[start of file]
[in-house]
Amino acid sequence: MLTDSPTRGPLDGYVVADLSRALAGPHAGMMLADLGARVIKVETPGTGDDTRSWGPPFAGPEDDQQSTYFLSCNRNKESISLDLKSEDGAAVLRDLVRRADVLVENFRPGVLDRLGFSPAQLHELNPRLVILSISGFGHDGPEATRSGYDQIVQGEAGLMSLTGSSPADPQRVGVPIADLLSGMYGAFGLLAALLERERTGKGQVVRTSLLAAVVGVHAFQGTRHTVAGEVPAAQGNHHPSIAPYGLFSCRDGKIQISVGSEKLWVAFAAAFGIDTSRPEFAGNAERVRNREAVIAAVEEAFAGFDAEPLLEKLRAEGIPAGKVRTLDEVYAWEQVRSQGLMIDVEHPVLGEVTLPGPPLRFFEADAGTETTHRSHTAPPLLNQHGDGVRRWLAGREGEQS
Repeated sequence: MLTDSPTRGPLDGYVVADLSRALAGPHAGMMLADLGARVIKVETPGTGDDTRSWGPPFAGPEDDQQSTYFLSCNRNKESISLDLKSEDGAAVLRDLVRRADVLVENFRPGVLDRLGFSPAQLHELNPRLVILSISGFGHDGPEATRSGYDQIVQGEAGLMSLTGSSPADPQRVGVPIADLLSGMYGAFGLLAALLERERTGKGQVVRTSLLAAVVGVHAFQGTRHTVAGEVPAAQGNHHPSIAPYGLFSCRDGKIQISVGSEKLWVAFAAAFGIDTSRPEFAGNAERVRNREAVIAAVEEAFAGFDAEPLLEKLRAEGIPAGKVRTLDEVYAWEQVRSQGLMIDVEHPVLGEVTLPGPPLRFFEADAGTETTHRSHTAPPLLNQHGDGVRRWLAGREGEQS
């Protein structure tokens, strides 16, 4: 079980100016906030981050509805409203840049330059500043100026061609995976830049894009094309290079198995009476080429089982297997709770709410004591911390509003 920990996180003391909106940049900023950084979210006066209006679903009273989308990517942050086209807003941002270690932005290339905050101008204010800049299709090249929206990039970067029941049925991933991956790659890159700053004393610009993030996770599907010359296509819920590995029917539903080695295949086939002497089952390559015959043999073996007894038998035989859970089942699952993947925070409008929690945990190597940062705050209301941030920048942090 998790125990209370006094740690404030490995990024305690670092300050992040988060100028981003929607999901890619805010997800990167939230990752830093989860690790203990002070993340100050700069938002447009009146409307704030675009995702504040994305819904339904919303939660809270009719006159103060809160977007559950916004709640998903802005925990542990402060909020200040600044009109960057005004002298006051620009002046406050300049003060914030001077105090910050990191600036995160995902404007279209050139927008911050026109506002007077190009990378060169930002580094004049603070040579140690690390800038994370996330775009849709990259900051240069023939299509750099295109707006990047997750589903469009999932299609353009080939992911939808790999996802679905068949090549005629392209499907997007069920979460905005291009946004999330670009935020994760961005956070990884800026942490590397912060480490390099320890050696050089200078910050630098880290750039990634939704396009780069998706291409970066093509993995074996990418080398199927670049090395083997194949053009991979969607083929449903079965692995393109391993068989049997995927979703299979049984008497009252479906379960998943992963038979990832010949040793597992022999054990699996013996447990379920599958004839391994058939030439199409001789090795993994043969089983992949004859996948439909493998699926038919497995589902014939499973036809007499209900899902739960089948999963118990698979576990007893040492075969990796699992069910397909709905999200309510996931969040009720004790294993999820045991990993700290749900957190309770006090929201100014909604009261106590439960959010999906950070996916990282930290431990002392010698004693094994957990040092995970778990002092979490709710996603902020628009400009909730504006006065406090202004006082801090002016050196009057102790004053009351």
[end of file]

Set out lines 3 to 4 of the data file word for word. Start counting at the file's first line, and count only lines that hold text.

Repeated sequence: MLTDSPTRGPLDGYVVADLSRALAGPHAGMMLADLGARVIKVETPGTGDDTRSWGPPFAGPEDDQQSTYFLSCNRNKESISLDLKSEDGAAVLRDLVRRADVLVENFRPGVLDRLGFSPAQLHELNPRLVILSISGFGHDGPEATRSGYDQIVQGEAGLMSLTGSSPADPQRVGVPIADLLSGMYGAFGLLAALLERERTGKGQVVRTSLLAAVVGVHAFQGTRHTVAGEVPAAQGNHHPSIAPYGLFSCRDGKIQISVGSEKLWVAFAAAFGIDTSRPEFAGNAERVRNREAVIAAVEEAFAGFDAEPLLEKLRAEGIPAGKVRTLDEVYAWEQVRSQGLMIDVEHPVLGEVTLPGPPLRFFEADAGTETTHRSHTAPPLLNQHGDGVRRWLAGREGEQS
């Protein structure tokens, strides 16, 4: 079980100016906030981050509805409203840049330059500043100026061609995976830049894009094309290079198995009476080429089982297997709770709410004591911390509003 920990996180003391909106940049900023950084979210006066209006679903009273989308990517942050086209807003941002270690932005290339905050101008204010800049299709090249929206990039970067029941049925991933991956790659890159700053004393610009993030996770599907010359296509819920590995029917539903080695295949086939002497089952390559015959043999073996007894038998035989859970089942699952993947925070409008929690945990190597940062705050209301941030920048942090 998790125990209370006094740690404030490995990024305690670092300050992040988060100028981003929607999901890619805010997800990167939230990752830093989860690790203990002070993340100050700069938002447009009146409307704030675009995702504040994305819904339904919303939660809270009719006159103060809160977007559950916004709640998903802005925990542990402060909020200040600044009109960057005004002298006051620009002046406050300049003060914030001077105090910050990191600036995160995902404007279209050139927008911050026109506002007077190009990378060169930002580094004049603070040579140690690390800038994370996330775009849709990259900051240069023939299509750099295109707006990047997750589903469009999932299609353009080939992911939808790999996802679905068949090549005629392209499907997007069920979460905005291009946004999330670009935020994760961005956070990884800026942490590397912060480490390099320890050696050089200078910050630098880290750039990634939704396009780069998706291409970066093509993995074996990418080398199927670049090395083997194949053009991979969607083929449903079965692995393109391993068989049997995927979703299979049984008497009252479906379960998943992963038979990832010949040793597992022999054990699996013996447990379920599958004839391994058939030439199409001789090795993994043969089983992949004859996948439909493998699926038919497995589902014939499973036809007499209900899902739960089948999963118990698979576990007893040492075969990796699992069910397909709905999200309510996931969040009720004790294993999820045991990993700290749900957190309770006090929201100014909604009261106590439960959010999906950070996916990282930290431990002392010698004693094994957990040092995970778990002092979490709710996603902020628009400009909730504006006065406090202004006082801090002016050196009057102790004053009351």